I often hear things like, 'You don't look Latina enough,' and that mentality is so backwards. The fact is, I am Latina, so how are you going to tell me that I don't look Latina?
My perfect day would be spent poolside with some friends.
It's rare that you see Latin families being portrayed as intelligent, sophisticated, and powerful entities.
When I go to Brazil, I feel like an American, and in the U.S., I always notice the traits that make me Brazilian.
Miami can be super-kitschy at times, and it's fun to embrace that.
I have so much appreciation for how those two cultures [Brazilian and American] have created who I am. I'm a full-blooded Brazilian, with an entire extended family of Brazilians, but I was born and raised in the U.S.
People know what I look like. I take photos on my own, and I don't edit them, so people know.
I spent a lot of my childhood moving around, so I was constantly adjusting to different environments and finding a new identity.
Vancouver is more laid-back, pretty much what you would expect from a West Coast city. Miami is definitely livelier - the nightlife, the people, everything. It's basically a little slice of Latin America.
I feel like I know I have enough friends who support me through those times. Like, I'll call a friend and be like, 'I really don't feel good about what I ate today,' and she'll be like, 'Dude, it's fine.'
I've learned to trust myself that I'm going to make healthy choices because I care about my health.
I grew up watching 'Gossip Girl' and 'The O.C.,' and I looked up to Blair Waldorf and Summer Roberts.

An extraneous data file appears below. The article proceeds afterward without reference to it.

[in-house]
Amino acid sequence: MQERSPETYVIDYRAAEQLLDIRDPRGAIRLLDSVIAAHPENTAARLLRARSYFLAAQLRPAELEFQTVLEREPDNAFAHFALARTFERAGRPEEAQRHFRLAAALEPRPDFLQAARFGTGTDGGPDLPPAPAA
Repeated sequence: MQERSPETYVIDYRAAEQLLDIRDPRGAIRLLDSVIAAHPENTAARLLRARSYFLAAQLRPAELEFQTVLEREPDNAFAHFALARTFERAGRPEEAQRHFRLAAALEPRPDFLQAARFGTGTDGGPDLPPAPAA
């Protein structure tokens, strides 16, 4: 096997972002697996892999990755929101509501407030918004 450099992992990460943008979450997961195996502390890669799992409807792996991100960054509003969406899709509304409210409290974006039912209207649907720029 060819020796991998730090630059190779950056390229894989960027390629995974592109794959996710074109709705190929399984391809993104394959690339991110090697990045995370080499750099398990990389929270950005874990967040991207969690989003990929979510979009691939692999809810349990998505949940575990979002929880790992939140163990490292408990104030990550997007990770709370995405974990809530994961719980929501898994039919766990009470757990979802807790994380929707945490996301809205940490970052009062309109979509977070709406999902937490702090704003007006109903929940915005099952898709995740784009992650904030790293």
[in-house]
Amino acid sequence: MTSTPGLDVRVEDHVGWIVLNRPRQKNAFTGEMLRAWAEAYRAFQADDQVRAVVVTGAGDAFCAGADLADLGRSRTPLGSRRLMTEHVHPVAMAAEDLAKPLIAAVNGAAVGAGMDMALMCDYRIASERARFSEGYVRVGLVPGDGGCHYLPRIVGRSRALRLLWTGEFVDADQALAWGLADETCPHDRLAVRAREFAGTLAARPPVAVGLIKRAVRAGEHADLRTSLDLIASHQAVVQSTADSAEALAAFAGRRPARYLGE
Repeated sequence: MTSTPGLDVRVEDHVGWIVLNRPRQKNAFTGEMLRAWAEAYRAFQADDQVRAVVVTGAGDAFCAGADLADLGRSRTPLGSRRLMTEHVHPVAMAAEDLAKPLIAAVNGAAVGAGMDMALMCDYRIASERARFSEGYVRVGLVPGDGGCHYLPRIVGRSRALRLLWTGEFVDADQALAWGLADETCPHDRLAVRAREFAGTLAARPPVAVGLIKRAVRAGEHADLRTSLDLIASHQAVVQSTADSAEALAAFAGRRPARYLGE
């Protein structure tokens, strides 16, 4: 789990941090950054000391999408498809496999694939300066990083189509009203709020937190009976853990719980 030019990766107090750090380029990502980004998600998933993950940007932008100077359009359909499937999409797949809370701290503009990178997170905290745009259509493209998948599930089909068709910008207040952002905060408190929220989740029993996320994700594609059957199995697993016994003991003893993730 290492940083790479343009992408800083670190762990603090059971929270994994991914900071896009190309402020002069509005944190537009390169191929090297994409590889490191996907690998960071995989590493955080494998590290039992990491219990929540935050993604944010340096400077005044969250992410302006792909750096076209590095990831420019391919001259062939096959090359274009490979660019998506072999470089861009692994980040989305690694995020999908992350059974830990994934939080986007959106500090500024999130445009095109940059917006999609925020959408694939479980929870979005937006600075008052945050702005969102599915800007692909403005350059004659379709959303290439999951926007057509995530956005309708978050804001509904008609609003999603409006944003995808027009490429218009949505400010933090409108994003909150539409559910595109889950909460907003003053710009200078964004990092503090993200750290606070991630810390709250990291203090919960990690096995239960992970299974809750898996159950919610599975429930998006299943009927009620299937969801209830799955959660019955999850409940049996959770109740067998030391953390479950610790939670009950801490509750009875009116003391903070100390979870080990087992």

In high school, I was friends with everybody. I had my core group of friends, but I could flow through different social groups pretty easily.
I'm American; I was born and raised in America, and I don't want to fake who I am to fit a stereotype.
I'm a Brazilian - full blood, parents born and raised, and I lived there for a little bit - but I didn't grow up there.
Bullies have a soft spot, and mean girls have a reason to be that way. It's a matter of understanding why a person is the way they are.
It was tragic every single time my mom told me we were moving. I would always envy my friends who had grown up in the same house their entire life, and they had markings on the wall of 'me at five years old' and all that. It made me so sad. I wished I'd had that.
I like communicating and being open and committing. That, for me, has always been something that I like to do.
I've always looked up to Nicole Kidman. I think she's an elegant and talented actress. You can tell how much she commits to her characters, and I admire that.
I love bossa nova. It's the most beautiful genre of music in the world.
If I were to be a role model, it would just come out of going the college route, getting training, and trusting that's the most secure path you can take - a path where a degree is involved. You know you went to college, and you have that under your belt.
I'm not more Brazilian than I am American or vice-versa - I'm very much a combination of all of those things.
Rachel Bilson, Nicole Richie, Vanessa Hudgens... so many of my idols growing up were Bongo girls.
My sister would write plays, and I would act in them and perform them for my parents. They were on the comedy side, very much inspired by 'The Amanda Show.'
At an early age, somehow we're programmed to view other females as threats.
In any job you do, you're going to have off days.
In high school, I always had boyfriends - it wasn't healthy! I was so used to having someone around that when I was finally on my own, it felt scary.